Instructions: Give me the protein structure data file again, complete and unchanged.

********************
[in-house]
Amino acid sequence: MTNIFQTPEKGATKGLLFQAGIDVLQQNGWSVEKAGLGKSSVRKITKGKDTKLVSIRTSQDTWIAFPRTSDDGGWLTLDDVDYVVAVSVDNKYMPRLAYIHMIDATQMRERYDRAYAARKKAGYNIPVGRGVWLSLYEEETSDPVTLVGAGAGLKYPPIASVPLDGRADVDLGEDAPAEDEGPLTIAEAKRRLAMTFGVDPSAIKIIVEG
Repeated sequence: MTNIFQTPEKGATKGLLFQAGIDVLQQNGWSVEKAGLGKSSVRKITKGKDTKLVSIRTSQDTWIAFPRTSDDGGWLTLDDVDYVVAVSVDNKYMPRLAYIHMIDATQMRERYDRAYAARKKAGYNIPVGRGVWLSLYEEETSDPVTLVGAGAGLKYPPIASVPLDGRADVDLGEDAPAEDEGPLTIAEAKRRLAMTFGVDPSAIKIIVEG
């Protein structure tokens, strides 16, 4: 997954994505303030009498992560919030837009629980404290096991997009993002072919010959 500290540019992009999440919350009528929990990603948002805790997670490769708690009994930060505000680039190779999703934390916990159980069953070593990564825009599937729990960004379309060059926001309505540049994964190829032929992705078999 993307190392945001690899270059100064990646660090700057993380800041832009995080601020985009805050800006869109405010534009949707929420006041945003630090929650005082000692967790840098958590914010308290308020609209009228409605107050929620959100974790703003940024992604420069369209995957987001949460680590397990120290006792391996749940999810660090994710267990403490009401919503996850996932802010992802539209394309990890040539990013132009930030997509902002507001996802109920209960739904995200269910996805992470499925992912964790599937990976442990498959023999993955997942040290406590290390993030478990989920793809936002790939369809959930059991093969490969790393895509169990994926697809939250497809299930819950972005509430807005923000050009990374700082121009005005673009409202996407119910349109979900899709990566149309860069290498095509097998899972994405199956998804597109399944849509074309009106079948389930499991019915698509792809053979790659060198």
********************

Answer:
[in-house]
Amino acid sequence: MTNIFQTPEKGATKGLLFQAGIDVLQQNGWSVEKAGLGKSSVRKITKGKDTKLVSIRTSQDTWIAFPRTSDDGGWLTLDDVDYVVAVSVDNKYMPRLAYIHMIDATQMRERYDRAYAARKKAGYNIPVGRGVWLSLYEEETSDPVTLVGAGAGLKYPPIASVPLDGRADVDLGEDAPAEDEGPLTIAEAKRRLAMTFGVDPSAIKIIVEG
Repeated sequence: MTNIFQTPEKGATKGLLFQAGIDVLQQNGWSVEKAGLGKSSVRKITKGKDTKLVSIRTSQDTWIAFPRTSDDGGWLTLDDVDYVVAVSVDNKYMPRLAYIHMIDATQMRERYDRAYAARKKAGYNIPVGRGVWLSLYEEETSDPVTLVGAGAGLKYPPIASVPLDGRADVDLGEDAPAEDEGPLTIAEAKRRLAMTFGVDPSAIKIIVEG
């Protein structure tokens, strides 16, 4: 997954994505303030009498992560919030837009629980404290096991997009993002072919010959 500290540019992009999440919350009528929990990603948002805790997670490769708690009994930060505000680039190779999703934390916990159980069953070593990564825009599937729990960004379309060059926001309505540049994964190829032929992705078999 993307190392945001690899270059100064990646660090700057993380800041832009995080601020985009805050800006869109405010534009949707929420006041945003630090929650005082000692967790840098958590914010308290308020609209009228409605107050929620959100974790703003940024992604420069369209995957987001949460680590397990120290006792391996749940999810660090994710267990403490009401919503996850996932802010992802539209394309990890040539990013132009930030997509902002507001996802109920209960739904995200269910996805992470499925992912964790599937990976442990498959023999993955997942040290406590290390993030478990989920793809936002790939369809959930059991093969490969790393895509169990994926697809939250497809299930819950972005509430807005923000050009990374700082121009005005673009409202996407119910349109979900899709990566149309860069290498095509097998899972994405199956998804597109399944849509074309009106079948389930499991019915698509792809053979790659060198």